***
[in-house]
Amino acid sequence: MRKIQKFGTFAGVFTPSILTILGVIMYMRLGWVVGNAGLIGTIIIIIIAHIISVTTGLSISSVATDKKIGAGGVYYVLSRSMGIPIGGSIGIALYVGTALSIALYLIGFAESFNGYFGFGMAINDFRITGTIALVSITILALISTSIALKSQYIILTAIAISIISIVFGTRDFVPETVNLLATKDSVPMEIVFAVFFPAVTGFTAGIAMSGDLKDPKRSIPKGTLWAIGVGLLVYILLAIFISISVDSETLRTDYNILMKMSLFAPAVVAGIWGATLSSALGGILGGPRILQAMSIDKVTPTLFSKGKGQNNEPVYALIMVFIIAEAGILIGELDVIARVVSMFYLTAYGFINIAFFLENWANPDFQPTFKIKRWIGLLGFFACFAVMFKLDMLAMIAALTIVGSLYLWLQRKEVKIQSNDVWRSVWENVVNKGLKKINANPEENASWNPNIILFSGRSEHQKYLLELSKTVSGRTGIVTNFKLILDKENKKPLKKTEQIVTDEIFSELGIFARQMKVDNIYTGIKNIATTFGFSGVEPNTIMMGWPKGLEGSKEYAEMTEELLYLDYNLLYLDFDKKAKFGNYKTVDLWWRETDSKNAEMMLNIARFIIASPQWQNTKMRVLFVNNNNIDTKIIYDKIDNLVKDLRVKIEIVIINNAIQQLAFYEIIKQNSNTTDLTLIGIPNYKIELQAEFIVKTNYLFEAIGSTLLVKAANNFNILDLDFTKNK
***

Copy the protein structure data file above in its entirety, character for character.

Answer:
[in-house]
Amino acid sequence: MRKIQKFGTFAGVFTPSILTILGVIMYMRLGWVVGNAGLIGTIIIIIIAHIISVTTGLSISSVATDKKIGAGGVYYVLSRSMGIPIGGSIGIALYVGTALSIALYLIGFAESFNGYFGFGMAINDFRITGTIALVSITILALISTSIALKSQYIILTAIAISIISIVFGTRDFVPETVNLLATKDSVPMEIVFAVFFPAVTGFTAGIAMSGDLKDPKRSIPKGTLWAIGVGLLVYILLAIFISISVDSETLRTDYNILMKMSLFAPAVVAGIWGATLSSALGGILGGPRILQAMSIDKVTPTLFSKGKGQNNEPVYALIMVFIIAEAGILIGELDVIARVVSMFYLTAYGFINIAFFLENWANPDFQPTFKIKRWIGLLGFFACFAVMFKLDMLAMIAALTIVGSLYLWLQRKEVKIQSNDVWRSVWENVVNKGLKKINANPEENASWNPNIILFSGRSEHQKYLLELSKTVSGRTGIVTNFKLILDKENKKPLKKTEQIVTDEIFSELGIFARQMKVDNIYTGIKNIATTFGFSGVEPNTIMMGWPKGLEGSKEYAEMTEELLYLDYNLLYLDFDKKAKFGNYKTVDLWWRETDSKNAEMMLNIARFIIASPQWQNTKMRVLFVNNNNIDTKIIYDKIDNLVKDLRVKIEIVIINNAIQQLAFYEIIKQNSNTTDLTLIGIPNYKIELQAEFIVKTNYLFEAIGSTLLVKAANNFNILDLDFTKNK